We have this phenomenon in advertising called "creative license"—you're allowed to stretch logic (to a certain point) to dramatize a product benefit.

This new Canadian commercial for T-Fal irons ejaculates on the license and then lights it on fire. A conversation with steam? Between two women who live very close to each other…across a short yard? An alley? A conversation. With steam.

Here's the ad agency's press note about the ad:

"In a push to get into online video, T-Fal Canada was looking for something that would push the limits of what the brand was comfortable with. They also needed to highlight the strengths of the product: More powerful steam that lasted longer! The concept was simple: two women having a conversation using the steam from their irons. The woman with the traditional iron keeps running out of steam mid-sentence."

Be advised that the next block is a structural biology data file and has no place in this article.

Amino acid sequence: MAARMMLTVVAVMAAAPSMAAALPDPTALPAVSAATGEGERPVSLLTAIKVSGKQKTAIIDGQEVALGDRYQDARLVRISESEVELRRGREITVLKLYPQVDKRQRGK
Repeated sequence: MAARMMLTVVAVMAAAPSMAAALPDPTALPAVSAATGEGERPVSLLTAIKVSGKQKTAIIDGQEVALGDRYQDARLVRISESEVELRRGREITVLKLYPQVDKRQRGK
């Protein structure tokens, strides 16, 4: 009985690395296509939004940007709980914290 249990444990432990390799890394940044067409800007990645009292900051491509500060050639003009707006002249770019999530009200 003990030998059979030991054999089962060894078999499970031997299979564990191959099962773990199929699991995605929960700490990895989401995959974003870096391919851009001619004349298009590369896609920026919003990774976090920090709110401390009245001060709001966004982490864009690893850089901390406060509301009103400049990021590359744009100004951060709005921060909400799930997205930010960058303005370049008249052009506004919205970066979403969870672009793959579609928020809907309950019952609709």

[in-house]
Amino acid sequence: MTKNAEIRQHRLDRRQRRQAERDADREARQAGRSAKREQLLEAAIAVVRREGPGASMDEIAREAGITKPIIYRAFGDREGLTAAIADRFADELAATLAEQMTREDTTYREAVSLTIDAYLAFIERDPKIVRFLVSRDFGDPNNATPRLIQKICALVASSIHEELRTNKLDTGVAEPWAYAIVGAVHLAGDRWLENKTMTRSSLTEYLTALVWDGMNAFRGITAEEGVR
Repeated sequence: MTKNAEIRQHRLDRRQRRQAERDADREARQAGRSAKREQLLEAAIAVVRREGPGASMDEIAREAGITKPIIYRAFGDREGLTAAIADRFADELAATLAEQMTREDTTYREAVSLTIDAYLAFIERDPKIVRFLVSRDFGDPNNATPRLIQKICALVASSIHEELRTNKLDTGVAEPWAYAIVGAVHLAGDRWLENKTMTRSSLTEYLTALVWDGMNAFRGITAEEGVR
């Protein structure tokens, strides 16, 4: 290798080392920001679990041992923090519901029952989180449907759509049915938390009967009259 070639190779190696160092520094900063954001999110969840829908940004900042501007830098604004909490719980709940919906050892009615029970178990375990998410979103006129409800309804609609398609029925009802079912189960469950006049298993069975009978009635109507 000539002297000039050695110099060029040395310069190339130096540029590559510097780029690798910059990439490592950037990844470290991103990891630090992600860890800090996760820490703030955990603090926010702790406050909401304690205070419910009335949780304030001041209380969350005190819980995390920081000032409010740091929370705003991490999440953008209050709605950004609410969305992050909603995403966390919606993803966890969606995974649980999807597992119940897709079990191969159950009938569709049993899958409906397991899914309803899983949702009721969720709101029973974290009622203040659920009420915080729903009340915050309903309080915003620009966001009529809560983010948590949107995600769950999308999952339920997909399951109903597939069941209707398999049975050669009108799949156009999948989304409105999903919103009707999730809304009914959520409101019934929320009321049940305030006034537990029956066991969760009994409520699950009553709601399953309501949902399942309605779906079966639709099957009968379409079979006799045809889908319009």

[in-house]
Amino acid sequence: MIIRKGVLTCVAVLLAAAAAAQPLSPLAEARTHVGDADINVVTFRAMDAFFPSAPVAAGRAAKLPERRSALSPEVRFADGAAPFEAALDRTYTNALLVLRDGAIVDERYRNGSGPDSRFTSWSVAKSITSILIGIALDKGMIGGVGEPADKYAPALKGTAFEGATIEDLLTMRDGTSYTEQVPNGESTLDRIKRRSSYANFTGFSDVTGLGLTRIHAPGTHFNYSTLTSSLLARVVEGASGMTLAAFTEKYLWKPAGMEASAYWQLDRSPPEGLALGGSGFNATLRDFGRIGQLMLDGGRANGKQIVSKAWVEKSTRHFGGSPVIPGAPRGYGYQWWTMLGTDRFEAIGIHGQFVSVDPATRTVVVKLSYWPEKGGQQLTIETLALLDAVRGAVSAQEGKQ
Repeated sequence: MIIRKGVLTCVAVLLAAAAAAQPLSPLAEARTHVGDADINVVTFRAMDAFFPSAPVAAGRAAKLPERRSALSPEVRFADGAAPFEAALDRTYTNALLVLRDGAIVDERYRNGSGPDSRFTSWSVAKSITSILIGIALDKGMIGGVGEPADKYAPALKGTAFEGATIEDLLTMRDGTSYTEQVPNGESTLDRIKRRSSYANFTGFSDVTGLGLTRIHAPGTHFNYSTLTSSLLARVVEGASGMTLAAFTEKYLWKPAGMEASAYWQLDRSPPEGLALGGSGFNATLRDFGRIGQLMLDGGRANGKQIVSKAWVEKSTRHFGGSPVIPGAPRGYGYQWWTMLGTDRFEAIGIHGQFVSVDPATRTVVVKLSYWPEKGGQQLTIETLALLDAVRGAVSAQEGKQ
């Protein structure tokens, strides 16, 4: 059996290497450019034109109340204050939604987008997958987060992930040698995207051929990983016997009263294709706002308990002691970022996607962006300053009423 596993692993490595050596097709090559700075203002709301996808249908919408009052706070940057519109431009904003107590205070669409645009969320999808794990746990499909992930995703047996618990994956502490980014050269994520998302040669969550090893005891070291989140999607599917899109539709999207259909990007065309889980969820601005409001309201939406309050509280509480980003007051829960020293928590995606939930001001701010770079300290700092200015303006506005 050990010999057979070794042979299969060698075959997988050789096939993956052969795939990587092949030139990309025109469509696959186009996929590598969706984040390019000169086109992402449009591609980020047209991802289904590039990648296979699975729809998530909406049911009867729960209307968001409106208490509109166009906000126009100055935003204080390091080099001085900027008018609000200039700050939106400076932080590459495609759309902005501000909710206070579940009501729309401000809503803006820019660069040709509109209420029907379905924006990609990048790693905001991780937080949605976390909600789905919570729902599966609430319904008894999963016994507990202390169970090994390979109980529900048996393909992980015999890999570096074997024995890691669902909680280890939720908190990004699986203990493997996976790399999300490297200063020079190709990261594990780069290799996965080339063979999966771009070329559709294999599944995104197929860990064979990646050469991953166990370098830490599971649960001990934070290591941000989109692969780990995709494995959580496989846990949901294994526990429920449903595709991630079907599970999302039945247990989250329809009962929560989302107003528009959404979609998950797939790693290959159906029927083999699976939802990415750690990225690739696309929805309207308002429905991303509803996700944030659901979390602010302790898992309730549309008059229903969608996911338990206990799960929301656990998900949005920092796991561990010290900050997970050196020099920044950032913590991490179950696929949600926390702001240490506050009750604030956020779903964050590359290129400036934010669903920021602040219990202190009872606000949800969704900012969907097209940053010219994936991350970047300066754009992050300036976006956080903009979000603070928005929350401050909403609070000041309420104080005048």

It's "simple" alright.

And then there's the double entendres, the creative linchpin of the ad. If you're going to use them, make them make sense, and make them funny. Who says, "He showed me his membership?" Or, "I really enjoyed his cocktails?" I'll tell you who: shitty copywriters.

And lastly, there's the sexism, which you all know a lot more about than me. But I'll just throw two things out there. First a minute thing: Who the fuck irons wearing pearls and a low-cut red top? And secondly, and more glaringly: of course the conversation only concerns the perceived wealth of the man, because that's all two gold digging jobless bitches would care about.